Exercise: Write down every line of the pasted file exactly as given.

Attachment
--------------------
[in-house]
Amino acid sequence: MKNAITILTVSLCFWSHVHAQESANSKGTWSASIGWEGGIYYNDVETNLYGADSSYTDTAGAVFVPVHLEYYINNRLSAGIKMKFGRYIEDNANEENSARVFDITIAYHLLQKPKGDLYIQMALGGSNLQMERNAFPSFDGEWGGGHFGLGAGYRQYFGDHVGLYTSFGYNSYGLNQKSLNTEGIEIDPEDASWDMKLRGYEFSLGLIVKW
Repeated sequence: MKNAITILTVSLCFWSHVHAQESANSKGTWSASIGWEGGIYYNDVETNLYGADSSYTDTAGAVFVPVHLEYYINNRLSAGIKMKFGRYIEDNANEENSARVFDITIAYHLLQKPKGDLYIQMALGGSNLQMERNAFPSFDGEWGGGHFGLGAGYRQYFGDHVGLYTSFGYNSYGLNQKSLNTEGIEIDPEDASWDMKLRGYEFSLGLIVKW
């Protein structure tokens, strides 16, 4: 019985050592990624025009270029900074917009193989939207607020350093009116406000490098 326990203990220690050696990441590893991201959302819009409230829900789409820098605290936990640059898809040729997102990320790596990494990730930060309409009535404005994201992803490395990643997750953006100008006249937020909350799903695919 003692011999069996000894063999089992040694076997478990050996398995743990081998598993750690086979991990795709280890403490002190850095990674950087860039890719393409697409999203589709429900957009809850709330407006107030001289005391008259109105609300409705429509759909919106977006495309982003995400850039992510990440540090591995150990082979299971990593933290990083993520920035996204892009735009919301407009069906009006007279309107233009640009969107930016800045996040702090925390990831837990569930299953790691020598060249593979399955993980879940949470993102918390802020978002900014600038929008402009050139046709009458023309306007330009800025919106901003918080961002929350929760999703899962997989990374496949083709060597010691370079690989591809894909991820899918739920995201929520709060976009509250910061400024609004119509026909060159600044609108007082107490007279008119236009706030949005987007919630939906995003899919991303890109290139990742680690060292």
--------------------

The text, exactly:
[in-house]
Amino acid sequence: MKNAITILTVSLCFWSHVHAQESANSKGTWSASIGWEGGIYYNDVETNLYGADSSYTDTAGAVFVPVHLEYYINNRLSAGIKMKFGRYIEDNANEENSARVFDITIAYHLLQKPKGDLYIQMALGGSNLQMERNAFPSFDGEWGGGHFGLGAGYRQYFGDHVGLYTSFGYNSYGLNQKSLNTEGIEIDPEDASWDMKLRGYEFSLGLIVKW
Repeated sequence: MKNAITILTVSLCFWSHVHAQESANSKGTWSASIGWEGGIYYNDVETNLYGADSSYTDTAGAVFVPVHLEYYINNRLSAGIKMKFGRYIEDNANEENSARVFDITIAYHLLQKPKGDLYIQMALGGSNLQMERNAFPSFDGEWGGGHFGLGAGYRQYFGDHVGLYTSFGYNSYGLNQKSLNTEGIEIDPEDASWDMKLRGYEFSLGLIVKW
């Protein structure tokens, strides 16, 4: 019985050592990624025009270029900074917009193989939207607020350093009116406000490098 326990203990220690050696990441590893991201959302819009409230829900789409820098605290936990640059898809040729997102990320790596990494990730930060309409009535404005994201992803490395990643997750953006100008006249937020909350799903695919 003692011999069996000894063999089992040694076997478990050996398995743990081998598993750690086979991990795709280890403490002190850095990674950087860039890719393409697409999203589709429900957009809850709330407006107030001289005391008259109105609300409705429509759909919106977006495309982003995400850039992510990440540090591995150990082979299971990593933290990083993520920035996204892009735009919301407009069906009006007279309107233009640009969107930016800045996040702090925390990831837990569930299953790691020598060249593979399955993980879940949470993102918390802020978002900014600038929008402009050139046709009458023309306007330009800025919106901003918080961002929350929760999703899962997989990374496949083709060597010691370079690989591809894909991820899918739920995201929520709060976009509250910061400024609004119509026909060159600044609108007082107490007279008119236009706030949005987007919630939906995003899919991303890109290139990742680690060292």